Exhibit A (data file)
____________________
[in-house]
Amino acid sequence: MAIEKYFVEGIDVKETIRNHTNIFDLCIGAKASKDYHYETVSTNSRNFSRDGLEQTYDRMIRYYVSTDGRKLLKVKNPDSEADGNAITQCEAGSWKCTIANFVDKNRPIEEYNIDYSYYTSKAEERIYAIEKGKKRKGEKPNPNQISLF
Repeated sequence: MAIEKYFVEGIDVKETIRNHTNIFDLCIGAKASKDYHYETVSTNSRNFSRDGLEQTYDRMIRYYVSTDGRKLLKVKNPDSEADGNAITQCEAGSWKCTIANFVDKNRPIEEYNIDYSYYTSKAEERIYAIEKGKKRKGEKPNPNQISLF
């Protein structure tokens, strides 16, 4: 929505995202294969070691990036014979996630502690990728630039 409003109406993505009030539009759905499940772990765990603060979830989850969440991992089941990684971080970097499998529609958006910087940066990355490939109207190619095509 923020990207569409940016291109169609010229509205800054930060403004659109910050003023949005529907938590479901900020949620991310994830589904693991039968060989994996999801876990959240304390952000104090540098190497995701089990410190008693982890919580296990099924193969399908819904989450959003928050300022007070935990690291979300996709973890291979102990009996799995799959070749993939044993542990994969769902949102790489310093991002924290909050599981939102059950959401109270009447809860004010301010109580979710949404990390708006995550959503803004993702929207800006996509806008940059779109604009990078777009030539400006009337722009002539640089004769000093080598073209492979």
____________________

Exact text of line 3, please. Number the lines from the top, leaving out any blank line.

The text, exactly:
Repeated sequence: MAIEKYFVEGIDVKETIRNHTNIFDLCIGAKASKDYHYETVSTNSRNFSRDGLEQTYDRMIRYYVSTDGRKLLKVKNPDSEADGNAITQCEAGSWKCTIANFVDKNRPIEEYNIDYSYYTSKAEERIYAIEKGKKRKGEKPNPNQISLF